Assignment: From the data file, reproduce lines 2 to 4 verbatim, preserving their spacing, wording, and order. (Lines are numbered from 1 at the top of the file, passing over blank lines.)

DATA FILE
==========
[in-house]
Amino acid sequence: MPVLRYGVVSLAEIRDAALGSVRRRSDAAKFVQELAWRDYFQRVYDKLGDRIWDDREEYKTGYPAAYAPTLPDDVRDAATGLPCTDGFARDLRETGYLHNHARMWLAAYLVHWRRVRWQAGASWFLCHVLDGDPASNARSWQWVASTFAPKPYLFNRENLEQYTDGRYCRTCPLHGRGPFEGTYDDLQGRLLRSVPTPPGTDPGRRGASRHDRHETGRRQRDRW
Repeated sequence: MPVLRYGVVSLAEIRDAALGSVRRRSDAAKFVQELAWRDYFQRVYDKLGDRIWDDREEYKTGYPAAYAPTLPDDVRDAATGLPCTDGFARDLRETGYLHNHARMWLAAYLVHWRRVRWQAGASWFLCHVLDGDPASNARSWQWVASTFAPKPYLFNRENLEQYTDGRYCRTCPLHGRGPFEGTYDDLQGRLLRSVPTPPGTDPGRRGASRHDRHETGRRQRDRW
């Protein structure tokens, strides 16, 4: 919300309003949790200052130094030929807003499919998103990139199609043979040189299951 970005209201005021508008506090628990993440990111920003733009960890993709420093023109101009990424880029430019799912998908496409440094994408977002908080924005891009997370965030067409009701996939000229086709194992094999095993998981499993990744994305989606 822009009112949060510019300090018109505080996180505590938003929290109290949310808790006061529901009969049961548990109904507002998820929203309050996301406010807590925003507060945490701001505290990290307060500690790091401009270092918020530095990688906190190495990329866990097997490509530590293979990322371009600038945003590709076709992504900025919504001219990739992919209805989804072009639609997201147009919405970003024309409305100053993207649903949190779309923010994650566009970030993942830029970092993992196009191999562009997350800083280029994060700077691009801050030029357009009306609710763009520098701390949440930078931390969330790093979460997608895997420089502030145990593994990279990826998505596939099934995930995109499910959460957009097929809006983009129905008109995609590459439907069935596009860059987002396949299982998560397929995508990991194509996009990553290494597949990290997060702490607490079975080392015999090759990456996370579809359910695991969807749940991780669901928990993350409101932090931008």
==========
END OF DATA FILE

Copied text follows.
Amino acid sequence: MPVLRYGVVSLAEIRDAALGSVRRRSDAAKFVQELAWRDYFQRVYDKLGDRIWDDREEYKTGYPAAYAPTLPDDVRDAATGLPCTDGFARDLRETGYLHNHARMWLAAYLVHWRRVRWQAGASWFLCHVLDGDPASNARSWQWVASTFAPKPYLFNRENLEQYTDGRYCRTCPLHGRGPFEGTYDDLQGRLLRSVPTPPGTDPGRRGASRHDRHETGRRQRDRW
Repeated sequence: MPVLRYGVVSLAEIRDAALGSVRRRSDAAKFVQELAWRDYFQRVYDKLGDRIWDDREEYKTGYPAAYAPTLPDDVRDAATGLPCTDGFARDLRETGYLHNHARMWLAAYLVHWRRVRWQAGASWFLCHVLDGDPASNARSWQWVASTFAPKPYLFNRENLEQYTDGRYCRTCPLHGRGPFEGTYDDLQGRLLRSVPTPPGTDPGRRGASRHDRHETGRRQRDRW
């Protein structure tokens, strides 16, 4: 919300309003949790200052130094030929807003499919998103990139199609043979040189299951 970005209201005021508008506090628990993440990111920003733009960890993709420093023109101009990424880029430019799912998908496409440094994408977002908080924005891009997370965030067409009701996939000229086709194992094999095993998981499993990744994305989606 822009009112949060510019300090018109505080996180505590938003929290109290949310808790006061529901009969049961548990109904507002998820929203309050996301406010807590925003507060945490701001505290990290307060500690790091401009270092918020530095990688906190190495990329866990097997490509530590293979990322371009600038945003590709076709992504900025919504001219990739992919209805989804072009639609997201147009919405970003024309409305100053993207649903949190779309923010994650566009970030993942830029970092993992196009191999562009997350800083280029994060700077691009801050030029357009009306609710763009520098701390949440930078931390969330790093979460997608895997420089502030145990593994990279990826998505596939099934995930995109499910959460957009097929809006983009129905008109995609590459439907069935596009860059987002396949299982998560397929995508990991194509996009990553290494597949990290997060702490607490079975080392015999090759990456996370579809359910695991969807749940991780669901928990993350409101932090931008």